My second meeting was with EUCAP Nestor. Nestor is a mission that runs since 2012 and was supposed to prep up the level of capacity-building provided. As I wrote in an earlier blog it was long a mission in “search of a mission” as it faced staffing problems and it was unclear what gaps Nestor was supposed to fill. Capacity building is, as I wrote in my last lessons learned paper, one of the areas in which coordination has more or less failed so far. When Nestor was introduced this enforced the multiplicity of activities, and, one is tempted to say, the chaos and over-activity in the area. During my meeting with a representative from Nestor I was re-assured that the mission is increasingly finding its place. Nestor conducts a rich training program and following a strategic review in 2013, Nestor has a new mandate and is increasingly focused on Somalia. Offices in Mogadishu and Hargeisa will soon be opened and seven weeks training courses are run for the different coast guards of the regional entities and the Federal government. The emphasis of Nestor has shifted to a 60:20:20 formula. 60% of the activities devoted to Somalia, 20% to Djibouti, the Seychelles, and Tanzania, and the last 20% for support to the region, e.g. in the frame of DCoC. Discussing the coast guarding course revealed the many practical challenges capacity building faces. My interlocutor described the course as a “basic one”. And basic indeed it is, as part of the course content are skills such as swimming, marching or handling cameras for evidence collection.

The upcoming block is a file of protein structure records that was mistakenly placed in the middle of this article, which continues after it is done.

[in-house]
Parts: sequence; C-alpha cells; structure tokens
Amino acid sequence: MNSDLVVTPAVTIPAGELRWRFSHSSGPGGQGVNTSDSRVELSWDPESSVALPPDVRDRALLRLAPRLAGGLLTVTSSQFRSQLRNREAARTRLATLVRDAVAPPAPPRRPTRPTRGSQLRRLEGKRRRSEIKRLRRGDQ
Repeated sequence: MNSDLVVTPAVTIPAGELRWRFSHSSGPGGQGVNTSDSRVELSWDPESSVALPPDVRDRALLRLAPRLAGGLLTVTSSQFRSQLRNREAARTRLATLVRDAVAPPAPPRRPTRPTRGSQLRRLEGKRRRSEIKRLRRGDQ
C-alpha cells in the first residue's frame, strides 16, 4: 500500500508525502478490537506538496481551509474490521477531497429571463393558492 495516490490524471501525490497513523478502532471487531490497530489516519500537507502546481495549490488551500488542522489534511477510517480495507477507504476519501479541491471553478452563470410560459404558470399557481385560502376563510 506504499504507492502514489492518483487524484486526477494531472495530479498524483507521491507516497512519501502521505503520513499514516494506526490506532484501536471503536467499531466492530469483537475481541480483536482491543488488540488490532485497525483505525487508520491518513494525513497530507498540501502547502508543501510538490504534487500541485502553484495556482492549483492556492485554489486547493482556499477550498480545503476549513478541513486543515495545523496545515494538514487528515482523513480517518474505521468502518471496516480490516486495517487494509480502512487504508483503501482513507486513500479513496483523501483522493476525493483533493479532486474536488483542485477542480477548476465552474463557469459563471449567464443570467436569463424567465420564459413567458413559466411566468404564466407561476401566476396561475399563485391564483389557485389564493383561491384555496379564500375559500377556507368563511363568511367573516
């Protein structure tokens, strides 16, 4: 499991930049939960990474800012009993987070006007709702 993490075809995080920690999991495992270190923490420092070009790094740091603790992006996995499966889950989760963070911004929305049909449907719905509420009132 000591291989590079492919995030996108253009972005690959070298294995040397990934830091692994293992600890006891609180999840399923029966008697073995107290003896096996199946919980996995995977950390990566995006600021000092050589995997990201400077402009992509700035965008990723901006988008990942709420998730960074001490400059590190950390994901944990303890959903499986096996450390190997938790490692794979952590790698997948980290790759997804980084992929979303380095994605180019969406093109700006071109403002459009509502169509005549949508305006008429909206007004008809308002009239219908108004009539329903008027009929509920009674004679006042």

Capacity building is one of the areas that will require ongoing investments, not only to stop piracy, but also to fight other maritime crimes. Getting the region to act together, and making nations realize what economic potential the blue economy holds and why they should care about the maritime domain will be important objectives. The coordination of capacity building is a failure. And one does not have to be a pessimist to state that it will continue to be a mess. But perhaps coordination is not the biggest issue. As Michel Soula from NATO highlighted at this week’s maritime security workshop in Geneva, duplication under the conditions of the scarcity of resources can be a virtue. Then the true issue is that the diverse capacity building missions start to learn from each other, including practical lessons, such as how to implement courses, or share facilities. Rather than coordination, the second issue might be seen in contradiction, that is, in trying to avoid that the content of training and the support in institution building and law drafting do not contradict each other.